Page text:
Photo courtesy of Baylee Friedman

It has been two years since I began my collegiate career at Georgia Tech. In those two years, I have experienced the highest highs and the lowest lows—and above all, I have been reminded that pain is inevitable, but it is not forever.

Freshman year is an exciting time. We are all exploring an unfamiliar city, navigating a new life and meeting life-long friends for the first time. I could not wait to begin this new season of life in a brand new place, one that is so vibrant.

I was happier in those first few months of my first year than I have ever been. The sweltering heat of August in Atlanta brought a radiant joy which often accompanies new beginnings.

Then winter came. It was unexpected and sudden, the warmth of summer being traded in for the alarmingly cold season that follows. I remember feeling as though we had missed fall and I found myself longing for the transitional period, for a way to prepare myself for the change in the weather.

It was during winter break of my first year at Georgia Tech that I unexpectedly lost my best friend: my dad.

It was January 2017, and that month was darker and colder than any other January I have ever experienced. I once again found myself longing for a way to make that change easier.

It was jarring to experience such a dramatic change in my life, one that is reminiscent of the sudden jump from summer to winter when you are expecting the smooth transition of the fall.

My dad was the best person I have ever known; he brought a light that was even brighter than the summer in Atlanta. He pushed me to be my best, supported me even when I was not my best, cried when I cried and loved me more than anyone.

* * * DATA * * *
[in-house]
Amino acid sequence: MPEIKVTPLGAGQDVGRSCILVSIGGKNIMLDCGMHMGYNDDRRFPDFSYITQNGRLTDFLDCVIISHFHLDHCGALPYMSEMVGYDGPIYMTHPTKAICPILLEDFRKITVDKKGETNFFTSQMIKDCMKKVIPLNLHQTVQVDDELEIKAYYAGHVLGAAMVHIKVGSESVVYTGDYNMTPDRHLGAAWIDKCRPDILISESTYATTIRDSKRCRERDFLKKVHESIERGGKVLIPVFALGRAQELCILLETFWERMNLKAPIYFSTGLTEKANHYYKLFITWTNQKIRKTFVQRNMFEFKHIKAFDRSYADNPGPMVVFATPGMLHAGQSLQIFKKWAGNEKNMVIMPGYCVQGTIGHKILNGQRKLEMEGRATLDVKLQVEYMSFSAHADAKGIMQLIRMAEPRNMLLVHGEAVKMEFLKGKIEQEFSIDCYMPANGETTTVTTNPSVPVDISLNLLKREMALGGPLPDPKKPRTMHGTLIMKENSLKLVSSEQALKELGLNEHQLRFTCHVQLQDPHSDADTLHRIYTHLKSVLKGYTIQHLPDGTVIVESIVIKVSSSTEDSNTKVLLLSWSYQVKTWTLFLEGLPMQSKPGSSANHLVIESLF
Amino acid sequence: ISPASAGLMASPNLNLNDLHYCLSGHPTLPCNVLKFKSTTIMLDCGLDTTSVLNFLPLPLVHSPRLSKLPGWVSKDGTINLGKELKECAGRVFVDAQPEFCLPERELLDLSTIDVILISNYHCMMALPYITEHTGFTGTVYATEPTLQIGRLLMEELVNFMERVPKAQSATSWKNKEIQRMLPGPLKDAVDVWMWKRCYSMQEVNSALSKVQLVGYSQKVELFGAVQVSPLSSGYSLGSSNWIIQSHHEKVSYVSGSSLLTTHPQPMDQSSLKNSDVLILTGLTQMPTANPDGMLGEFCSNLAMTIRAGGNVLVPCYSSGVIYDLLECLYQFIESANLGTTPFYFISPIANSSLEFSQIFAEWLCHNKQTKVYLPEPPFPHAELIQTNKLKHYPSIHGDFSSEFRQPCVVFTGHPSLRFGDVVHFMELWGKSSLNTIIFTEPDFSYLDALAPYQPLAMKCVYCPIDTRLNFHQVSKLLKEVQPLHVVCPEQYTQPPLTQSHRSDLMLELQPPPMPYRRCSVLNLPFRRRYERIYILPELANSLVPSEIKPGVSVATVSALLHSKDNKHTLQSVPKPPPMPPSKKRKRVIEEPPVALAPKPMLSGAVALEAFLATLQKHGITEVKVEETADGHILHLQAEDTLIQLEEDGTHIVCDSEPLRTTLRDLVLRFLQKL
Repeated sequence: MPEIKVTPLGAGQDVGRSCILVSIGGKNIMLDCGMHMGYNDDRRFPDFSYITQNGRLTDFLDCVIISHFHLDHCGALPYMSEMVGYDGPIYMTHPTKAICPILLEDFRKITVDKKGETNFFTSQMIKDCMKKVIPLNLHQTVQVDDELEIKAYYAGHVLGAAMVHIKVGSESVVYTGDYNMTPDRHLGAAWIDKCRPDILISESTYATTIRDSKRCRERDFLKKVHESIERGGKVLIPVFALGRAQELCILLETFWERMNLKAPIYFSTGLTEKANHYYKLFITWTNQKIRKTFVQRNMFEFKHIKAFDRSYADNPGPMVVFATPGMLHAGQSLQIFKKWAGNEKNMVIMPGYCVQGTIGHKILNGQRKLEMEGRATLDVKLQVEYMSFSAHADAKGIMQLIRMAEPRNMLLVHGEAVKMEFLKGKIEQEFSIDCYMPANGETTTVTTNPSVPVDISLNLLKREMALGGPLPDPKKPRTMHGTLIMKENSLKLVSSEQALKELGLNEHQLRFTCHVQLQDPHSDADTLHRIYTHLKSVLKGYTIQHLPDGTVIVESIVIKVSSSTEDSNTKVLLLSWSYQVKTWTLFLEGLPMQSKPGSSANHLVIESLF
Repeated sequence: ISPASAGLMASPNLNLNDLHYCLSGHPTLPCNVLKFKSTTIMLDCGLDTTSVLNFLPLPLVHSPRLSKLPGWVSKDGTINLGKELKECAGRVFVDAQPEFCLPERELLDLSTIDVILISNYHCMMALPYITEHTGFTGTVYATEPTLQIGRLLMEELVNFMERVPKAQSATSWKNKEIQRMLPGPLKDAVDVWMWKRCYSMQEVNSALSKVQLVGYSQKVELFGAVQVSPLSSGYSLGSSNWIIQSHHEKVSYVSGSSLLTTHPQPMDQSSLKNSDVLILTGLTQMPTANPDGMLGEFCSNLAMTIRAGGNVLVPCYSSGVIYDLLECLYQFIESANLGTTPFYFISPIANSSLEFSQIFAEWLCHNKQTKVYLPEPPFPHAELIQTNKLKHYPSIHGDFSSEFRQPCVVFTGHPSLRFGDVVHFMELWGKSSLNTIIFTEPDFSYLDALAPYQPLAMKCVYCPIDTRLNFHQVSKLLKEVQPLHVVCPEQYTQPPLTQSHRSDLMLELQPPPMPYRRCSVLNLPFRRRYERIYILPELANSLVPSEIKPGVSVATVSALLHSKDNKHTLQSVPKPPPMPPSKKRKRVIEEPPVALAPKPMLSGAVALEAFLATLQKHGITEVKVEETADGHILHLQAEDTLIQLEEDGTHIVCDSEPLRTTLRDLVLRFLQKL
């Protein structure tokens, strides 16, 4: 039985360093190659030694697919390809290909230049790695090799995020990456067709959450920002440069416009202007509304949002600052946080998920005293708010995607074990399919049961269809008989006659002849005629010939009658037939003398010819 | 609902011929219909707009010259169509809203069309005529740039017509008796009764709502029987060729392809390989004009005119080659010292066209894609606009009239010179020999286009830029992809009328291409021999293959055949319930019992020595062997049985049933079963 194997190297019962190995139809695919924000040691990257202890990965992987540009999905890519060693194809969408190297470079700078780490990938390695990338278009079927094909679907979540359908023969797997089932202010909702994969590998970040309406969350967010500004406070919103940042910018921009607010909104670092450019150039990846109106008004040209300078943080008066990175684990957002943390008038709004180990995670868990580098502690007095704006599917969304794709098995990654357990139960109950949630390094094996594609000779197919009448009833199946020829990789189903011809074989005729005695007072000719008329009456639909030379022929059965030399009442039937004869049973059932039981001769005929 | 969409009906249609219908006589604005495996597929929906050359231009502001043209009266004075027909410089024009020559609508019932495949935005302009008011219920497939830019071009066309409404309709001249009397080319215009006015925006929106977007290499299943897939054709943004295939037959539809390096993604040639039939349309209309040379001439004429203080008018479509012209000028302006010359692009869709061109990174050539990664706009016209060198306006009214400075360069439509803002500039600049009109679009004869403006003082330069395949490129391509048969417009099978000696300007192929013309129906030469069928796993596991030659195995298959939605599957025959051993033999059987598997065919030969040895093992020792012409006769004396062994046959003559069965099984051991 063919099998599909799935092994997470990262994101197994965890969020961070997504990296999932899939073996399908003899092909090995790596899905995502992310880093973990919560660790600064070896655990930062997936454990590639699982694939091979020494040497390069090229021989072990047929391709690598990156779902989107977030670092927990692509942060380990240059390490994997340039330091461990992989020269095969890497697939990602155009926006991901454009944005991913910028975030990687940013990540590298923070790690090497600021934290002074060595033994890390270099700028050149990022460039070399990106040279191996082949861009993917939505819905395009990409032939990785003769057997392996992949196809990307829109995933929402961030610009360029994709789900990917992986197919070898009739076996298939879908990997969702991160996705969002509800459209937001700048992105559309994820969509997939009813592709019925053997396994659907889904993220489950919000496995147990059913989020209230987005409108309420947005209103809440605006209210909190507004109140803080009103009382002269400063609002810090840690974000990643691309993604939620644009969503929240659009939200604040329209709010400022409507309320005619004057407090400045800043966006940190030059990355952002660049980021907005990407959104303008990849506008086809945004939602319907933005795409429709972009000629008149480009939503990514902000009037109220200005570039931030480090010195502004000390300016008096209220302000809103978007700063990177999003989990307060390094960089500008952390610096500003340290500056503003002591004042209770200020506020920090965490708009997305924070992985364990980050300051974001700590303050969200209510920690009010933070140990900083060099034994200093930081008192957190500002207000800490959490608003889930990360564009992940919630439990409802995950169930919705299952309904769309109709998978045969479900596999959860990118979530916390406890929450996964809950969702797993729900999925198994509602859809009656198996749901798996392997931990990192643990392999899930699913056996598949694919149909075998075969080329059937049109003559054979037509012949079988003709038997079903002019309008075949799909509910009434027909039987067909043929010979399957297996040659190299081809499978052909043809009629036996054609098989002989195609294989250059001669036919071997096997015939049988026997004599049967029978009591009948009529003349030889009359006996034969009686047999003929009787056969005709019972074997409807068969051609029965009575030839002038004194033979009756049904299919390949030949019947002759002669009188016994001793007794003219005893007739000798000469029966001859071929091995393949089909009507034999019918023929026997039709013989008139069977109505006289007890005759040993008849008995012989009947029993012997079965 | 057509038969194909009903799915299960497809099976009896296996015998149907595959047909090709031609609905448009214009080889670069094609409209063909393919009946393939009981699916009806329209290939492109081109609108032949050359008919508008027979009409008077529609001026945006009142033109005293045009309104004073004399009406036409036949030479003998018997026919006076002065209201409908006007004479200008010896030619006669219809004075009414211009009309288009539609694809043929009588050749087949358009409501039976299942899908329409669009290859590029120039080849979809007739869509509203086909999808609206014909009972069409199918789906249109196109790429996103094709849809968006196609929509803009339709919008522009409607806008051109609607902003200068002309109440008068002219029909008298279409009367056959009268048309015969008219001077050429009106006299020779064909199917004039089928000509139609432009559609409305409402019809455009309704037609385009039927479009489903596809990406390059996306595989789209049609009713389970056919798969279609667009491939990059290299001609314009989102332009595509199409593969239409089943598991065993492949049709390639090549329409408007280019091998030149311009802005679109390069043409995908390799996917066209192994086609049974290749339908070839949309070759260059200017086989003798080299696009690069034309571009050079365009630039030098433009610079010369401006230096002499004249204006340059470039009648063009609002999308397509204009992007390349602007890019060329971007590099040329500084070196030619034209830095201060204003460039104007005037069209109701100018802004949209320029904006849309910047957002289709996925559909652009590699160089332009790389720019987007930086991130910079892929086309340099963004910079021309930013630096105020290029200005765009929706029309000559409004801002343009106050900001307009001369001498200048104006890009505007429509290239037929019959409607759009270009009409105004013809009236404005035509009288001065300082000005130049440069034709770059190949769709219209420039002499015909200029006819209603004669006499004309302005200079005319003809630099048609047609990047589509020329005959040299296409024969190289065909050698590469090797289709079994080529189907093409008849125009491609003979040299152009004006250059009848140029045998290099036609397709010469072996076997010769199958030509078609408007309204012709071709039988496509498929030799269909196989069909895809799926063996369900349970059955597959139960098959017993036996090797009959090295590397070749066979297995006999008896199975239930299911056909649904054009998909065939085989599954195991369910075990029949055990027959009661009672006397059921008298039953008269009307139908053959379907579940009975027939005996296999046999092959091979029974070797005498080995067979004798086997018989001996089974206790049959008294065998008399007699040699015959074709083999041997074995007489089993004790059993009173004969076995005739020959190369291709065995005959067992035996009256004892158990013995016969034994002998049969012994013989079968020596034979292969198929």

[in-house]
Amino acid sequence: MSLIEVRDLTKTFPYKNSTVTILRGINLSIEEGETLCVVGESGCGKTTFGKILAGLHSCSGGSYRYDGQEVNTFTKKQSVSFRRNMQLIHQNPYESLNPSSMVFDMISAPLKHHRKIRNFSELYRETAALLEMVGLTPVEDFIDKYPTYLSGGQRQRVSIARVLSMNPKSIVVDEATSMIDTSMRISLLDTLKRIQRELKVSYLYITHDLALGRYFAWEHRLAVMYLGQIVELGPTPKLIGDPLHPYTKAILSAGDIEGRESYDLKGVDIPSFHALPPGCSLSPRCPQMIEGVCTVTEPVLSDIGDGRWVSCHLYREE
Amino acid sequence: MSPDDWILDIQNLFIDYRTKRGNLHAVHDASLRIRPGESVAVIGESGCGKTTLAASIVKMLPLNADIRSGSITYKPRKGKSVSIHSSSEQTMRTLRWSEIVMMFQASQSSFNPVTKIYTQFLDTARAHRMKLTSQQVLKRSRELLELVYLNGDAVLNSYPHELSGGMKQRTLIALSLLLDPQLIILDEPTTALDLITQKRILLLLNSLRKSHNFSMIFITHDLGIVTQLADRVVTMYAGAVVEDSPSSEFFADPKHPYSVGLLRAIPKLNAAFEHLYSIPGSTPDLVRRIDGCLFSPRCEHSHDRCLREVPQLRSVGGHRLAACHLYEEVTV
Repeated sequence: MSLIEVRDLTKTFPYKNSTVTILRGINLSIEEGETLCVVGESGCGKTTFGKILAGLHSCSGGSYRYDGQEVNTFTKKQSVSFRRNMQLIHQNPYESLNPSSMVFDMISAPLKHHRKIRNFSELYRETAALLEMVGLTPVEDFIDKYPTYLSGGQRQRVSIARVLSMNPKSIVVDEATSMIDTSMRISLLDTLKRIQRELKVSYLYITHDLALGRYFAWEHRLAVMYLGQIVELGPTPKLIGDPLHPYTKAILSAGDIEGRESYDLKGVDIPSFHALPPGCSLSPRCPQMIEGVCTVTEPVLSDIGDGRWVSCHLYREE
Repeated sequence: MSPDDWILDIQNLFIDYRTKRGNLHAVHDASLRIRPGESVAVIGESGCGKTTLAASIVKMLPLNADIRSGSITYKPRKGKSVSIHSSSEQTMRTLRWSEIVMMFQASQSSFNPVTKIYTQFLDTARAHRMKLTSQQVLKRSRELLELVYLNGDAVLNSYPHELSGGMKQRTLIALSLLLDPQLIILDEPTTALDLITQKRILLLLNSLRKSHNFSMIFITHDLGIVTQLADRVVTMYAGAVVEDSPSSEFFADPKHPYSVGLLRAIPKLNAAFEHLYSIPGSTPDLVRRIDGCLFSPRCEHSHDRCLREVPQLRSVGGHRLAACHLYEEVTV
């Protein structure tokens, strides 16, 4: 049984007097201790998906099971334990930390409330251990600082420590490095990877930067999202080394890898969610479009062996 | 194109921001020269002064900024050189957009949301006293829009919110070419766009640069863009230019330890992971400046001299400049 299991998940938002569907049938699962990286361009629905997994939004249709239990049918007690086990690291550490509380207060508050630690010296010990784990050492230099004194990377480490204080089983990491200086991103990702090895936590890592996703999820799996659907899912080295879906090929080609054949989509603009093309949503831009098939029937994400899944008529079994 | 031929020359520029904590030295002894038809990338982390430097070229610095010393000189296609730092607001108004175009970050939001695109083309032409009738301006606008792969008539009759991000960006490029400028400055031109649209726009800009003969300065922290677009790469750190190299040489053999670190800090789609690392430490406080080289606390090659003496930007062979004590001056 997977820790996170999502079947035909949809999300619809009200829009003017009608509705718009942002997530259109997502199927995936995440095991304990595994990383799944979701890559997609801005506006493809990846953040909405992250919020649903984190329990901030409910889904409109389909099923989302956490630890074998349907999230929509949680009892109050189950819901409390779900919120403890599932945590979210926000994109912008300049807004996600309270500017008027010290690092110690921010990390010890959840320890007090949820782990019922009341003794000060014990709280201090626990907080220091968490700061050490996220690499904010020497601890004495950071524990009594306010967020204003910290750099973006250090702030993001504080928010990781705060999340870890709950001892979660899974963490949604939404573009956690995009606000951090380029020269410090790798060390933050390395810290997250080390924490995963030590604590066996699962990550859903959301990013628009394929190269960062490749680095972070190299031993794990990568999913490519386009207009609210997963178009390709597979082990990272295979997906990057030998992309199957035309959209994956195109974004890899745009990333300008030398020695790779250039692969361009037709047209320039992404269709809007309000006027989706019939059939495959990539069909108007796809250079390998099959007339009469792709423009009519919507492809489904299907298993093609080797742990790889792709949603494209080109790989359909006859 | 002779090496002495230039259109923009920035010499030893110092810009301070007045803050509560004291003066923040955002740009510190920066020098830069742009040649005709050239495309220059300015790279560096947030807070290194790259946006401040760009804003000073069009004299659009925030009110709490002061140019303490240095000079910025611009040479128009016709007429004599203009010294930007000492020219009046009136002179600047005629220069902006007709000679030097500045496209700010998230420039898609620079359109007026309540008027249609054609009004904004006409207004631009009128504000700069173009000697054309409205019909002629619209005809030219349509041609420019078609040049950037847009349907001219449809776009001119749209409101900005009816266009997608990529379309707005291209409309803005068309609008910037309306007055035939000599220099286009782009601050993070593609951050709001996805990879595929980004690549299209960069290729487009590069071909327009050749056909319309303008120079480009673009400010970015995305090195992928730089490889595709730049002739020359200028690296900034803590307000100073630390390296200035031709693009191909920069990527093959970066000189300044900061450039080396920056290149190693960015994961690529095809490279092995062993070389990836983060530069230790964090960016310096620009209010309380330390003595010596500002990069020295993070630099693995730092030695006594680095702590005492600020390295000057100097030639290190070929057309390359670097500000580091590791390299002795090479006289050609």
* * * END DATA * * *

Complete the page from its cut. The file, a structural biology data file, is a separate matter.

When I lost him, I thought that I lost that light.

I no longer wanted to return to Tech. The thought of seeing my new friends was daunting and Atlanta seemed more unfamiliar than it did when I first moved here, the vibrancy being nowhere to be found. I no longer had the desire to explore because, for the first time ever, I would have to experience these things without my dad.

But I did. I came back to Tech for the Spring 2017 semester, just days after losing him. It was difficult, and the winter dragged on; the chill lingered and I often found myself wondering if the warmth of summer would return.

Almost as quickly as summer turned to winter, spring appeared.

It was through that experience that I learned that, even though I loved my dad, I didn’t need him to push me—I could push myself; I could find my strength in other things.

In the spring, I met one of the best friends that I have ever had, one that guided me through the loss and comforted me when I most needed it. I found a home on Tech’s campus, a warm refuge from the cold outside. And eventually, the warmth returned, all I had to do was be patient and hold on to those moments of joy when they came.

There is a quote from Harry Potter and the Prisoner of Azkaban that reads, “Happiness can be found in even the darkest of times, if one only remembers to turn on the light.”

These words by J.K. Rowling seemed so simple and insignificant when I first skimmed over them as a 12-year-old. But now, nearly a decade later, I have recognized the weight of them.

My dad was a tremendous source of light in my life, but he was not the only one. There have always been other sources of light, it just took that long and dark January to realize how brightly they shone.

Tech is a place of great opportunities and loving communities, but life can be hard. I want to remind whoever is reading this that no matter the obstacle you are facing and no matter what adversity lies before you, you have the ability to turn on the light, too.

No matter how cold the winter is, the change of the weather is the one constant and we always have the promise of warmth again.